He influenced everything from imagery on Grateful Dead posters to a Pixar movie. A Mexican graphic artist from the 19th century popularized a style associated with Dia de los Muertos – the Day of the Dead.
Jose Guadalupe Posada made clever use of calaveras – or skulls – in his printmaking. An art exhibit now at the College of DuPage digs up Posada’s satire and skeletons.
Jay Shefsky: In “Coco,” a boy is transported to the Land of the Dead, where he seeks the help of his long-deceased ancestors.
In popular culture, playful images of skulls and skeletons are everywhere.
They were popularized by an artist who died over 100 years ago. Jose Guadalupe Posada is known as the printmaker of the Mexican people.
Justin Witte, curator at Cleve Carney Art Gallery, College of DuPage: Jose Guadalupe Posada was considered the printmaker of the people because a lot of the work he did was for popular publication.
Or most famously for the work he did for broadside newspapers, which were quickly produced, cheap newspapers often focused on sensational stories, political satire, humor, those sort of things.
Shefsky: Posada was active in the decades before the Mexican Revolution, which began in 1910. He apprenticed at a print shop and then ran his own.
He did not invent the calavera image, but …
Witte: He definitely popularized it, and a lot of that has to do with the style in which he did them.
When you look at some of the prints in the exhibition you notice that his kind of loose, really graphic, humorous style is jarringly contemporary.
That looseness and humor and kind of distinctive style really elevated it and really became associated with him.
In fact, most of the imagery we see now associated with Day of the Dead really originates with Posada’s work.
Shefsky: The work on view includes Posada’s famous depictions of fictional characters Don Juan and Don Quixote as skeletons in mad pursuit of romantic adventures.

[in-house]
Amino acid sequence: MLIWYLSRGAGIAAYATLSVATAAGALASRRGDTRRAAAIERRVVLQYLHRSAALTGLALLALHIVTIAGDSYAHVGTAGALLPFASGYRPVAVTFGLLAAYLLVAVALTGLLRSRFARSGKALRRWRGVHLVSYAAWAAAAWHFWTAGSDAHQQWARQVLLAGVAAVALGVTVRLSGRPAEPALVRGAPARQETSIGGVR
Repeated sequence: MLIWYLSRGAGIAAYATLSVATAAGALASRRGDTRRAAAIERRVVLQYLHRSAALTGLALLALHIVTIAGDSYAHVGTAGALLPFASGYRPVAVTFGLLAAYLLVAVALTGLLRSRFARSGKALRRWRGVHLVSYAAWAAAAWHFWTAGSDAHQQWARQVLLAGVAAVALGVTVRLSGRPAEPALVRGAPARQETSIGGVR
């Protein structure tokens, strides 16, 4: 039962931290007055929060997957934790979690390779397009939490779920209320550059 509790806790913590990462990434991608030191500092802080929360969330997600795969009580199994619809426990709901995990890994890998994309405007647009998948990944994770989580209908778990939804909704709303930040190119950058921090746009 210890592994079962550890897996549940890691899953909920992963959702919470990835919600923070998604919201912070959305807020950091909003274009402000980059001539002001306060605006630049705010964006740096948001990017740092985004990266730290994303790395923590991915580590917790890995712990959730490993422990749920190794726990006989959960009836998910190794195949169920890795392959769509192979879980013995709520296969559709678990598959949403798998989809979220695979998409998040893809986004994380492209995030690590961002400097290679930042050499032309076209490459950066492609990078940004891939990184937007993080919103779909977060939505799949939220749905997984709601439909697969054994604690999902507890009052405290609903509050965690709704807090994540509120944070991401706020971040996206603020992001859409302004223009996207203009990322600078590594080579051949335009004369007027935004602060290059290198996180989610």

The small but thorough exhibition also features the artist’s religious prints.
And his work on children’s books and even game boards – one of which is recreated in the gallery space.
And the show includes five original plates etched by the printer.
Some of his contemporaries were in on the joke. Others, not so much.
Witte: He made a lot of enemies, political enemies, and part of the reason a lot of the work in this exhibition … is not dated is because all of the records along with a lot of the original plates and prints were destroyed in a fire set by one of the targets of his satire.
Shefsky: Posada was active late in life. He lived to see the start of the Mexican Revolution and the fall of some of the people he parodied.
Witte: He made over 200,000 prints in his lifetime. He was very prodigious. But at the same time he died relatively unknown and poor.
Shefsky: Years later he was recognized, first by other artists.
Witte: A lot of the artists from Mexico were very aware of him and his work and were influenced by him.
In fact, a lot of his work, and his philosophy and his work ethic was really influential on some of the most famous 20th century Mexican artists, the Mexican muralists, such as Diego Rivera, and of course Frida Kahlo as well.
Shefsky: Frida Kahlo will be the featured artist at the gallery next year.
Until then, you can see this traveling exhibit by the artist who influenced her and visual artists to this day: Jose Guadalupe Posada.
The exhibition is called “Jose Guadalupe Posada: Legendary Printmaker of Mexico.” It is in the art gallery at the McAnich Art Center at the College of DuPage until Sept. 13.